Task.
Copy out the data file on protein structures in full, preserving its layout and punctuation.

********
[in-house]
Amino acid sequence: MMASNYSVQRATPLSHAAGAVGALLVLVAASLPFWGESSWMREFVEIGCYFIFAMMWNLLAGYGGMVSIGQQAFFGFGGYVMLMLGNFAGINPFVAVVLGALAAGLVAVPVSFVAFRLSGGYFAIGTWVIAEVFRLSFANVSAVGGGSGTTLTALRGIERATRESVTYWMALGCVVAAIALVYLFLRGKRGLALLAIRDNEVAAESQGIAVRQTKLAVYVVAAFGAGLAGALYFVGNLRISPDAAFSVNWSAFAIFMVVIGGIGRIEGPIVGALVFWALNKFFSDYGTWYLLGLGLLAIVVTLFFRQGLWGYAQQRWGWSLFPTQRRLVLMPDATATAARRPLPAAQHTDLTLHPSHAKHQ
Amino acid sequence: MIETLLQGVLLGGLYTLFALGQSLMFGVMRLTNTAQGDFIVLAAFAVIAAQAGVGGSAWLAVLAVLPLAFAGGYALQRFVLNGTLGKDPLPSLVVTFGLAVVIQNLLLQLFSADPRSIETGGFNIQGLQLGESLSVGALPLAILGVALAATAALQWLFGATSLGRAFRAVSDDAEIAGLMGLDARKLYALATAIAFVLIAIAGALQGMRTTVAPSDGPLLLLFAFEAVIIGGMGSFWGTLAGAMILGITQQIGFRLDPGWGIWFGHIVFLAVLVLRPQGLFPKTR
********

[in-house]
Amino acid sequence: MMASNYSVQRATPLSHAAGAVGALLVLVAASLPFWGESSWMREFVEIGCYFIFAMMWNLLAGYGGMVSIGQQAFFGFGGYVMLMLGNFAGINPFVAVVLGALAAGLVAVPVSFVAFRLSGGYFAIGTWVIAEVFRLSFANVSAVGGGSGTTLTALRGIERATRESVTYWMALGCVVAAIALVYLFLRGKRGLALLAIRDNEVAAESQGIAVRQTKLAVYVVAAFGAGLAGALYFVGNLRISPDAAFSVNWSAFAIFMVVIGGIGRIEGPIVGALVFWALNKFFSDYGTWYLLGLGLLAIVVTLFFRQGLWGYAQQRWGWSLFPTQRRLVLMPDATATAARRPLPAAQHTDLTLHPSHAKHQ
Amino acid sequence: MIETLLQGVLLGGLYTLFALGQSLMFGVMRLTNTAQGDFIVLAAFAVIAAQAGVGGSAWLAVLAVLPLAFAGGYALQRFVLNGTLGKDPLPSLVVTFGLAVVIQNLLLQLFSADPRSIETGGFNIQGLQLGESLSVGALPLAILGVALAATAALQWLFGATSLGRAFRAVSDDAEIAGLMGLDARKLYALATAIAFVLIAIAGALQGMRTTVAPSDGPLLLLFAFEAVIIGGMGSFWGTLAGAMILGITQQIGFRLDPGWGIWFGHIVFLAVLVLRPQGLFPKTR